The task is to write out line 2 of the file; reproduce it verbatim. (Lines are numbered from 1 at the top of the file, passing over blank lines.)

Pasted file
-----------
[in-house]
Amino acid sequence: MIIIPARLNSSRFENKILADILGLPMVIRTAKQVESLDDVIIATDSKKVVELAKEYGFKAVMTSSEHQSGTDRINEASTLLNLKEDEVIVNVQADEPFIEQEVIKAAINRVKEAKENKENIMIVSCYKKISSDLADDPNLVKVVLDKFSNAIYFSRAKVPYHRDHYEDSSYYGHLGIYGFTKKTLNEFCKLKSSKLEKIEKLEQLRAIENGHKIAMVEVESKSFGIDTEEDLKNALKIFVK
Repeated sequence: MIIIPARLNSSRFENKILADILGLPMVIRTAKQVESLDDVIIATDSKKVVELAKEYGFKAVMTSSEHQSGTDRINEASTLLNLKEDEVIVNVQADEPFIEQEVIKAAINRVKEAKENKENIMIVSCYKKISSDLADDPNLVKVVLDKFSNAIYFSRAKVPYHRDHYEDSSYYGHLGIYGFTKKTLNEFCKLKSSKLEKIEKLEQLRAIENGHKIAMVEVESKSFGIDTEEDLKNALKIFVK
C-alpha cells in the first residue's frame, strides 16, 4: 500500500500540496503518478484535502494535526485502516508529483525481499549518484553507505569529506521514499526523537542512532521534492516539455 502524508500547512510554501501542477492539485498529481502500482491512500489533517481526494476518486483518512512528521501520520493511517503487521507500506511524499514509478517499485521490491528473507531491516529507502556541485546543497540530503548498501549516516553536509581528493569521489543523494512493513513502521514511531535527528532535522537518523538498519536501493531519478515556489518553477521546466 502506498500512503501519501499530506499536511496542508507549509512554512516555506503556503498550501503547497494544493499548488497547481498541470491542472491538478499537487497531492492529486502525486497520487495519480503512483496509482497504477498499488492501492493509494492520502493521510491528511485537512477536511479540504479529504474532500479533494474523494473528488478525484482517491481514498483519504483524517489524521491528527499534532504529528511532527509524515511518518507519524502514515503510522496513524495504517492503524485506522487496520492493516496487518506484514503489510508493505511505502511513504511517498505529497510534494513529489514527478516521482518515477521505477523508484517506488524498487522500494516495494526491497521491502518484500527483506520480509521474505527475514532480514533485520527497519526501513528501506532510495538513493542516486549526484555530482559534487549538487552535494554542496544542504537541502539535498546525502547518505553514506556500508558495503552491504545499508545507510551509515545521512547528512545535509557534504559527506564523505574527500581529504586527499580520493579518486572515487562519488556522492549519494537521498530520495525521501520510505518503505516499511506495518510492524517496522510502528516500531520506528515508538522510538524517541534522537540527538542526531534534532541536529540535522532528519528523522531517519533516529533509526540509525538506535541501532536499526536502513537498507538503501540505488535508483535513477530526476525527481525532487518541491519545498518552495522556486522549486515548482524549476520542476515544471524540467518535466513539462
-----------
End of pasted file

Amino acid sequence: MIIIPARLNSSRFENKILADILGLPMVIRTAKQVESLDDVIIATDSKKVVELAKEYGFKAVMTSSEHQSGTDRINEASTLLNLKEDEVIVNVQADEPFIEQEVIKAAINRVKEAKENKENIMIVSCYKKISSDLADDPNLVKVVLDKFSNAIYFSRAKVPYHRDHYEDSSYYGHLGIYGFTKKTLNEFCKLKSSKLEKIEKLEQLRAIENGHKIAMVEVESKSFGIDTEEDLKNALKIFVK